I would like to check the expression of a gene in different groups like Disease vs Normal samples. I want to make a plot out of that to check whether it is significant or not.

From this paper lncRNA I see that Figure 1C they used RPKM value. But, I'm using read counts data. My question is can I use log cpm to make a plot like that or should I need to use only RPKM?

  • 2
    $\begingroup$ To check if a gene is significantly differential expressed between groups, is not done with a plot but with linear models (e.g., limma trend or voom, edgeR, or DEseq2). Doing a t-test with RPKM data like in the paper is certainly not recommended (but reviewers are usually no statisticians or bioinformaticians, so that unsound statistics is still published). My advice is to keep count data for statistics in limma (or other tools I mention), and make violin plots with cpm. $\endgroup$
    – benn
    May 9, 2018 at 15:16
  • $\begingroup$ log-scale is very important for differential expression analysis but I think why we do this is best addressed as a separate question. $\endgroup$
    – Tom Kelly
    Jun 2, 2018 at 15:30

3 Answers 3


You should never use RPKM. It’s simply obsolete in the age of paired-end sequencing, and has been replaced by FPKM (which is, strictly speaking, a synonym).

The linked blog post explains more generally the problems that measures such as FPKM and CPM suffer from. A more robust measure is the TPM (transcripts per million), which scales CPM by the lengths of the transcripts.

Lastly, none of these measures perform very well for comparing gene expression across replicates. Since you have read count data, you should run DESeq2 or edgeR to perform differential expression analysis across all genes, and go from there.

As the comment noted, the paper you cite does not represent scientific best practice. In fact, a competent reviewer would have rejected this analysis.


For visualization purposes, using log(cpm) is fine. But plot don't check if differences are significant or not, statistical tests do. You can certainly add the results of a proper statistical test to a plot - like adding asterisks to denote a significant difference, for example.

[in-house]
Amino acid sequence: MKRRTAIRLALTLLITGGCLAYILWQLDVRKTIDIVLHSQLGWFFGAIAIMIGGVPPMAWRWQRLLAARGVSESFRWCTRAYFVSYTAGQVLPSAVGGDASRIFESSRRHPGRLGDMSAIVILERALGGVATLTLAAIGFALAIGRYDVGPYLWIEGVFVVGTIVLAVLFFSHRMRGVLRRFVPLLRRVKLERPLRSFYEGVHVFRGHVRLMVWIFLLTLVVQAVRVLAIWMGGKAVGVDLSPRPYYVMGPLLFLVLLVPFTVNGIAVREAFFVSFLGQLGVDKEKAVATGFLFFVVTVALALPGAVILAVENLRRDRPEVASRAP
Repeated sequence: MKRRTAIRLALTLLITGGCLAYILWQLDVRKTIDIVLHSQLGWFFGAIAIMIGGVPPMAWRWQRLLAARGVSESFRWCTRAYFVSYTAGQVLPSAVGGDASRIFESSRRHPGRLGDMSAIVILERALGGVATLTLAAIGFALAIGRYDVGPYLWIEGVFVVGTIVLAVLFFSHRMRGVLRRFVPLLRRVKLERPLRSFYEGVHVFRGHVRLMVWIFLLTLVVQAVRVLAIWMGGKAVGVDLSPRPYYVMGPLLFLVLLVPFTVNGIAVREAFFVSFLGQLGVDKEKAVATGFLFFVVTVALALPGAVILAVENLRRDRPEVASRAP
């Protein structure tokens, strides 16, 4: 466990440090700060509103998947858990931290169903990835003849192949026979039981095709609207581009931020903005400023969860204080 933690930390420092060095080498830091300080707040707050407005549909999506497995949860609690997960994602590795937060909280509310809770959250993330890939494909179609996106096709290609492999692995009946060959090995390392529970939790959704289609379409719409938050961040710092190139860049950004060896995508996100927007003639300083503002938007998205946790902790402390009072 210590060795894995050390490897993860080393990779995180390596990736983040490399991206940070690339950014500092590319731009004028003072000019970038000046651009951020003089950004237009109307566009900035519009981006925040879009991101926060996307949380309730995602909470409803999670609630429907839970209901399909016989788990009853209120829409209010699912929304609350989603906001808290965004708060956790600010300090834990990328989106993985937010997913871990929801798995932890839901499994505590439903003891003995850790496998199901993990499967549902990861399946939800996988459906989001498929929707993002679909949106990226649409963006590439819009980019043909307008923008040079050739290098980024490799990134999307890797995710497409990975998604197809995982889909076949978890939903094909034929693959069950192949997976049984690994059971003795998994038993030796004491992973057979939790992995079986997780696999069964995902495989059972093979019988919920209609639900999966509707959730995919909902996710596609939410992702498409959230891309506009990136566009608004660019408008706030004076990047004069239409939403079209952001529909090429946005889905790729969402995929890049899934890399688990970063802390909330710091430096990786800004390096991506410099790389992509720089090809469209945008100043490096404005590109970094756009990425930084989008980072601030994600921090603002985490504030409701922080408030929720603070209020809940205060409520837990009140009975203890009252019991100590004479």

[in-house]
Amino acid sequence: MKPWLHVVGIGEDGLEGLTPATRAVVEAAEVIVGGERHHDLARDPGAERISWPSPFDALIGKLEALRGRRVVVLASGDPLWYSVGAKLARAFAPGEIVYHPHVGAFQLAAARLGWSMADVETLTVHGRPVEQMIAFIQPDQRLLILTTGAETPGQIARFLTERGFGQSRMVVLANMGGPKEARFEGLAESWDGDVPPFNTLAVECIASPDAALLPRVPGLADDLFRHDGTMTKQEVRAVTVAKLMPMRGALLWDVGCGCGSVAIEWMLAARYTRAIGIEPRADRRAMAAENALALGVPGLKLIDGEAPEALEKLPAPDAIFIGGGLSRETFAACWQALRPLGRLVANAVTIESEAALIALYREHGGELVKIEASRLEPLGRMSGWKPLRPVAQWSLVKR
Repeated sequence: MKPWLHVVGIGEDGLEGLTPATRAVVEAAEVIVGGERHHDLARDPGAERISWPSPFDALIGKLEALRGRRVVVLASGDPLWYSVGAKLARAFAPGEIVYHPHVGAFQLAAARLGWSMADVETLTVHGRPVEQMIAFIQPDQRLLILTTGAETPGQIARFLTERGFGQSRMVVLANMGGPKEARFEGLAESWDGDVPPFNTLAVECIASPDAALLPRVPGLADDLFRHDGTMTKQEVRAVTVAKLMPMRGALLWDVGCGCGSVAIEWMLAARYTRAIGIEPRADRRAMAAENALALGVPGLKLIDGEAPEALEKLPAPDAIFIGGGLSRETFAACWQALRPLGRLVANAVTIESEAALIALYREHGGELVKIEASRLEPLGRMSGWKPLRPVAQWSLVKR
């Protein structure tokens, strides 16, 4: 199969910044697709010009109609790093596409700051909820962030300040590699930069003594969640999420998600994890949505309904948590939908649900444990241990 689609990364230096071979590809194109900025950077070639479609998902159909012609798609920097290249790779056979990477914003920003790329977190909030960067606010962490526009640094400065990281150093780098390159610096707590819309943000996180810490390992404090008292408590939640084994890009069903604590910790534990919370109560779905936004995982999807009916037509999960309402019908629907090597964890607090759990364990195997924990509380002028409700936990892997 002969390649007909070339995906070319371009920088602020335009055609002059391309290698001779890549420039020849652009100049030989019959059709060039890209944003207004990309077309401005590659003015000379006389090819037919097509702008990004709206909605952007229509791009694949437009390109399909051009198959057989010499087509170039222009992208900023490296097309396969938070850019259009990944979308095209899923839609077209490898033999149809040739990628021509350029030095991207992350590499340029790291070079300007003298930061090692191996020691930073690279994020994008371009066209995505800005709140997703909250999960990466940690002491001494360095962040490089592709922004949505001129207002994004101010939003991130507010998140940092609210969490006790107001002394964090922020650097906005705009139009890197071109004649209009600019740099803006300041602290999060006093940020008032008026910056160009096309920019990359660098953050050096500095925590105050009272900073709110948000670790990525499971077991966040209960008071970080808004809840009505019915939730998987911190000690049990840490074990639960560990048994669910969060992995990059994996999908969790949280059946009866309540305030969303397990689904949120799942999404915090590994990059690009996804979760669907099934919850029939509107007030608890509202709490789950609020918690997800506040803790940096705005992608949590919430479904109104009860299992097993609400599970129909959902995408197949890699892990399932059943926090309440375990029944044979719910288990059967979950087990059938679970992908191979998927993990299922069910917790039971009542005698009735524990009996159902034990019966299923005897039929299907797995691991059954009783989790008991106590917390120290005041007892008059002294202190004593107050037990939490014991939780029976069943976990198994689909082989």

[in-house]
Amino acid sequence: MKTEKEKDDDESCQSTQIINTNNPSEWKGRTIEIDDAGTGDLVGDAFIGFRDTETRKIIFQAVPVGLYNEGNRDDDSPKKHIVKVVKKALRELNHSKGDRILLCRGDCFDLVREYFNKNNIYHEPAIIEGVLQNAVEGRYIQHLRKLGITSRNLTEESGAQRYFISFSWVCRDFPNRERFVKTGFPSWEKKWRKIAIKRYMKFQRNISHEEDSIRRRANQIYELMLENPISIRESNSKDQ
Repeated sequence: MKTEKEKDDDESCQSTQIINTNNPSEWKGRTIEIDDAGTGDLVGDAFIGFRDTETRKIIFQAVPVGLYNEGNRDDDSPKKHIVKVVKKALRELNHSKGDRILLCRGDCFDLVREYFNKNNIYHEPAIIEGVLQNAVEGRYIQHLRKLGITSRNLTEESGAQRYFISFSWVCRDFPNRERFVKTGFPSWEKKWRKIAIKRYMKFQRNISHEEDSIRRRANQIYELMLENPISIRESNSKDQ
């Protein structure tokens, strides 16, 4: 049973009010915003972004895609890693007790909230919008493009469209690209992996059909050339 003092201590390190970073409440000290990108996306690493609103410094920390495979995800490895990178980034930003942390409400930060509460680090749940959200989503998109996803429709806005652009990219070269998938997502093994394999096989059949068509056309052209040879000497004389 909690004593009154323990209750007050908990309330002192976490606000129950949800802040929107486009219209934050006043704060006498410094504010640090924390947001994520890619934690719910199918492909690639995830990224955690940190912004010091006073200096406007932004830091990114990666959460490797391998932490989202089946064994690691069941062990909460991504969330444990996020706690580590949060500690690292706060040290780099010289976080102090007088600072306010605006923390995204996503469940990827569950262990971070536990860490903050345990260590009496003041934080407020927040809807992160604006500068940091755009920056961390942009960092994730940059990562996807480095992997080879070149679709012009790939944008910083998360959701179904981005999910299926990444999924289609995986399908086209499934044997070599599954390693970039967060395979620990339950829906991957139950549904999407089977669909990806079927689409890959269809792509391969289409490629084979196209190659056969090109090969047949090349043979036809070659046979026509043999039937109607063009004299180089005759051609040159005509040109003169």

You can use the raw counts to normalise your data. It is import to do so before doing a differential expression analysis: otherwise you will detect more reads from samples with higher coverage and from longer genes. A gene with longer mRNA molecules will produce more reads than a shorter one for the same number of transcript molecules. Samples will not produce the same number of reads due to variation in cDNA extraction, amplification, library preparation, etc.

This does not inherently mean that a sample expresses every gene more than another sample. Hence we compare samples by relative rather than absolute expression (for microarray and RNA-Seq data). This is in principle, very similar to using housekeeper genes in qPCR experiments except we adjust for total RNA or reads, gene length, and batch effects.

There are many ways to achieve this but I recommend using the limma package in R. This provides the “voom” normalisation procedure. “voom” is documented in a separate follow-up paper to the limma paper. It produces normalised data (on a log-scale) which is compatible with downstream analysis provided by the package (including built-in Venn diagram and volcano plot functions). See the package vignette for more details.

Of course, everything here only applies to bulk RNASeq experiments and procedures for single-cell analysis are different.


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